JollyAndBright Tue 17-Nov-20 08:08:05

I would file it in the bin (or even burn it) and then forget ever finding it.
If it is ever brought up I would deny all knowledge.

My relationship with my sisters is more important than following the law to the letter.

user1497207191 Tue 17-Nov-20 08:09:22

"Advice" to destroy it is really bad/dangerous advice.

What if the mother (due to dementia) also wrote another will earlier leaving all her money to the local cat's home which had been registered or prepared by a solicitor, before her "apparently" final will leaving it all to the daughter?

In that case, the cat's home will would stand (due to having been registered) and none of the family would get anything.

In my opinion/experience, it's better to be honest, tell the brothers, agree to split it as per original 3 way plan. Dishonesty often has a way of coming back and biting you on the bum!

Happygogoat Tue 17-Nov-20 08:13:54

Come clean with your brothers and follow the new will, but do a deed of variation/gift the money as you see fit to reflect the "old" will.

It's hurtful, but you shouldn't have to carry this secret around, nor have it hanging over you that it will come out one day and get you in trouble. Hopefully your brothers understand and the fact you'll support them and not be grabby is the main thing.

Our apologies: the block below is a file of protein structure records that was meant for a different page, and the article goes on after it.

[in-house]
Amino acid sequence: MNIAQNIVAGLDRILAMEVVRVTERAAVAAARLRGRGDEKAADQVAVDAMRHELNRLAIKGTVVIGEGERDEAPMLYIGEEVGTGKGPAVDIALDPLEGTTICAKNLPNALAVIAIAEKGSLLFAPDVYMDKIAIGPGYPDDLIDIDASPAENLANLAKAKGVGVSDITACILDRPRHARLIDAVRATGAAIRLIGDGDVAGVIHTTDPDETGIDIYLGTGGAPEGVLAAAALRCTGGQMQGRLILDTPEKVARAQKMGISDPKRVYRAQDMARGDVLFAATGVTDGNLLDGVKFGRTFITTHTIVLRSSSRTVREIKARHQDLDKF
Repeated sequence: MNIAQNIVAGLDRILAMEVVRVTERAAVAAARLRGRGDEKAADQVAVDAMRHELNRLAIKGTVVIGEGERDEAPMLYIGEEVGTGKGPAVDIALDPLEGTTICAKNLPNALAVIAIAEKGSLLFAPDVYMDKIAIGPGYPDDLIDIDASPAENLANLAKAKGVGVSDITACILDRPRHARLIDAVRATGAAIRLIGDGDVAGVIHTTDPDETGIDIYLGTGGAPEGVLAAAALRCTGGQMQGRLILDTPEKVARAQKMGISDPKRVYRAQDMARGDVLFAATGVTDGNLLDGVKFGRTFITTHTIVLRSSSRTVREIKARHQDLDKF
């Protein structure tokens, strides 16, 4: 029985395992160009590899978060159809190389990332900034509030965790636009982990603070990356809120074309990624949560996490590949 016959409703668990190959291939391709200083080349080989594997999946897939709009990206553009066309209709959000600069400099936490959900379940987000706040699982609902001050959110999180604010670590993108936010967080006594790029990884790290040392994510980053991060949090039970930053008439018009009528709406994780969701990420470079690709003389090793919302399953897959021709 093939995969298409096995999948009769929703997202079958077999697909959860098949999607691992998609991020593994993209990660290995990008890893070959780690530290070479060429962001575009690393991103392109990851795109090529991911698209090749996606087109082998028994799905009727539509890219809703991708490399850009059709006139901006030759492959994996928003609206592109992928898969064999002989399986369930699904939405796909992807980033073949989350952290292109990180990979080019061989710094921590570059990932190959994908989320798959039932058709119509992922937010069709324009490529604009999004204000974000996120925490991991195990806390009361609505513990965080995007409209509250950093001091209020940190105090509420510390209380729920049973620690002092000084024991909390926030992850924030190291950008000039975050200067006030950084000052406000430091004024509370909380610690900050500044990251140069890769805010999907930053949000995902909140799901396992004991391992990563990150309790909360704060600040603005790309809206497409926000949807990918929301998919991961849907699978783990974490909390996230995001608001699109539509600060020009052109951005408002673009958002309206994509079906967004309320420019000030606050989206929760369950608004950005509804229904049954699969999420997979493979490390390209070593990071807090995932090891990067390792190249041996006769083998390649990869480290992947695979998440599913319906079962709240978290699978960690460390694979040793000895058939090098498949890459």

Good luck OP

serialgrannie Tue 17-Nov-20 11:48:37

I don't usually post on these threads (retired solicitor) but posters PLEASE don't post on legal matters if you have no legal knowledge. OP (assuming you are in England/Wales) - follow the excellent, correct, and qualified advice from phr47bridge. Just quietly execute a deed of variation and distribute accordingly. Then everything remains legal - your brothers need not know.

GertiMJN Tue 17-Nov-20 11:57:36

Deed of variation on the new will is the only way that is both legally correct and morally fair.

Nightowlsleeps Tue 17-Nov-20 13:45:33

Thank you all for the replies. I’ve slept now and am a bit more rational.

I’ve thought about it now and I’m going vary the latest will to apply the wishes of the original one. I will do so with a solicitor and I will likely use the one who wrote the original will. As we all “knew” what was in the original one and have an electronic copy of it, I hope neither of my brothers ever look it up on line and will arrange for the solicitor to disperse the money when it’s due. I’m the executor in both wills, which makes it easier.

I just hope they never find out. In rational thought, they won’t blame me and will realise it was the early stages of my Mother’s illness talking. Emotional thoughts are often stupid and insidious, which could harm our relationship and their memories of our Mother.

Thanks for all your help. It was never a case of whether I would share, just how to do so in the best way for all.

OP’s posts: |

Join the discussion

To comment on this thread you need to create a Mumsnet account.

Join Mumsnet

Already have a Mumsnet account? Log in